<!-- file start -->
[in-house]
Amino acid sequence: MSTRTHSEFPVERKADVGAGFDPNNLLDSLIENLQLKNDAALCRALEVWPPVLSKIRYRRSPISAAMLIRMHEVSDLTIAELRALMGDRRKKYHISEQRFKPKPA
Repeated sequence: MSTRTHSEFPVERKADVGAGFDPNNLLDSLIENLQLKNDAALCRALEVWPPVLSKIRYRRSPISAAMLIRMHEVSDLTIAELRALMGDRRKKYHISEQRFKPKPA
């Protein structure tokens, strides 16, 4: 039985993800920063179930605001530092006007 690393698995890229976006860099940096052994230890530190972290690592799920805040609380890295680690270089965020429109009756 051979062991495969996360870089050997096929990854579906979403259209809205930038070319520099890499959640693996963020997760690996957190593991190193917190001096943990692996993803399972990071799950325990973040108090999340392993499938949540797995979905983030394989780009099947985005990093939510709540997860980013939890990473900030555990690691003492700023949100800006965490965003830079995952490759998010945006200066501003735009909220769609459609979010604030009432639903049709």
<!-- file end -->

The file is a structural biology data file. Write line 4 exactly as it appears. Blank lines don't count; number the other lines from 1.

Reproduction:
């Protein structure tokens, strides 16, 4: 039985993800920063179930605001530092006007 690393698995890229976006860099940096052994230890530190972290690592799920805040609380890295680690270089965020429109009756 051979062991495969996360870089050997096929990854579906979403259209809205930038070319520099890499959640693996963020997760690996957190593991190193917190001096943990692996993803399972990071799950325990973040108090999340392993499938949540797995979905983030394989780009099947985005990093939510709540997860980013939890990473900030555990690691003492700023949100800006965490965003830079995952490759998010945006200066501003735009909220769609459609979010604030009432639903049709």